The full paper “A systematic review of the relationship between behavioral and psychological symptoms (BPSD) and caregiver well-being” is available free of charge for a limited time here.

The commentary paper “Progress in BPSD research: analyzing individual BPSD might hold the key to better support caregivers” by Nicola T. Lautenschlager is also available free of charge for a limited time here.

Advertisements

The road to depression: understanding the consequences of driving cessation in older women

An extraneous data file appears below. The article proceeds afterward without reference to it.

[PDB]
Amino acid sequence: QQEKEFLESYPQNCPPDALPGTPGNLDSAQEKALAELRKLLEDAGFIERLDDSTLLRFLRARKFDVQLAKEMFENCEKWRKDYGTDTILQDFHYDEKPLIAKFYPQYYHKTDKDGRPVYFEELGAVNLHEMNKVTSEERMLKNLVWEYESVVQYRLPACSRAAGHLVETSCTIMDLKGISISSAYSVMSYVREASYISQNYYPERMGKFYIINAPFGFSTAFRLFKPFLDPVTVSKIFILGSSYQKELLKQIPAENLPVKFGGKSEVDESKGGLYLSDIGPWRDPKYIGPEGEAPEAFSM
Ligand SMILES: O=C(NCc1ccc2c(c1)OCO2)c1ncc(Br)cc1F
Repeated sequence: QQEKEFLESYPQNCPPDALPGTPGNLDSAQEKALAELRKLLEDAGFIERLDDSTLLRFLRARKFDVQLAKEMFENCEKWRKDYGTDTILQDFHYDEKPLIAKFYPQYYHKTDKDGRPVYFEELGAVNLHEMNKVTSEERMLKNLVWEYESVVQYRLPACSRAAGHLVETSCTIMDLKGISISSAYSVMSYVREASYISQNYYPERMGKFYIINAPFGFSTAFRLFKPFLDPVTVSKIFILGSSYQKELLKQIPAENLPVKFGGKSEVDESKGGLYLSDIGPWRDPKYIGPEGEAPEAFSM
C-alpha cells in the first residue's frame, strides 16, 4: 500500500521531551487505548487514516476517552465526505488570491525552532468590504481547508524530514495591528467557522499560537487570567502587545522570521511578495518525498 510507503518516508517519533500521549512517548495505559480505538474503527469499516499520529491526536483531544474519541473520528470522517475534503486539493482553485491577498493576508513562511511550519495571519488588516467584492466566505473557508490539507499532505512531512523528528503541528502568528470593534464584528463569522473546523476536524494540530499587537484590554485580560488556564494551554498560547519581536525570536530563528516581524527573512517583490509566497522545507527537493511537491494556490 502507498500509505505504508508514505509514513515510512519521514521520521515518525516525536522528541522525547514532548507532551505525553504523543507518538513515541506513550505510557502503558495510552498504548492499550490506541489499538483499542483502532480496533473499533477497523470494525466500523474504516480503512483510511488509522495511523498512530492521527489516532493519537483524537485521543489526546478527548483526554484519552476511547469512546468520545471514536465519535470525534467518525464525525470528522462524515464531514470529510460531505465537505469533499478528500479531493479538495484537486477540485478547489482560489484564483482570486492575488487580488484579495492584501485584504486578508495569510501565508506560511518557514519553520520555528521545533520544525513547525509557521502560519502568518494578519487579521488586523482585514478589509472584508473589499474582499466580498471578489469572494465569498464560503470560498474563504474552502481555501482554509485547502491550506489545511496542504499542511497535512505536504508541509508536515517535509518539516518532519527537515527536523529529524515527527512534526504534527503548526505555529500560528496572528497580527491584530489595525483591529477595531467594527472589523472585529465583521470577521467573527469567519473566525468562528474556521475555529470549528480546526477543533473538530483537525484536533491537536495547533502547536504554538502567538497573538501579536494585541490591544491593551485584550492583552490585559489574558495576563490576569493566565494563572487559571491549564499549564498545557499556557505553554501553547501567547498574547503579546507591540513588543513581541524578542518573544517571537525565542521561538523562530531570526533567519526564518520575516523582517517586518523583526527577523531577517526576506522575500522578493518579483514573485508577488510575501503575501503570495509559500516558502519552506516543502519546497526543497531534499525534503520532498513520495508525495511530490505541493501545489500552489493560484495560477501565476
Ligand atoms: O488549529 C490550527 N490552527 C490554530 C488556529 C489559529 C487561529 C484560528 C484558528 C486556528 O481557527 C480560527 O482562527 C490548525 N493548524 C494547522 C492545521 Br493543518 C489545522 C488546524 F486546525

shutterstock_161784053 credited

The August International Psychogeriatrics Article of the Month is entitled “Moderating effects of social engagement on driving cessation in older women” by Nancy A. Pachana, Janni K Leung, Paul A Gardiner and Deirdre McLaughlin. This blog piece was written for us by one of the paper’s authors, Nancy Pachana.

The ability to drive is considered an important functional skill, as well as a marker of independence, by people in most age groups, including older adults. A variety of physical and /or cognitive issues can require ceasing driving at any age, but this eventuality is perhaps both more common and more concerning later in life. For some older adults, having to cease driving can not only negatively impact participation in a range of activities but can also negatively impact emotional well-being.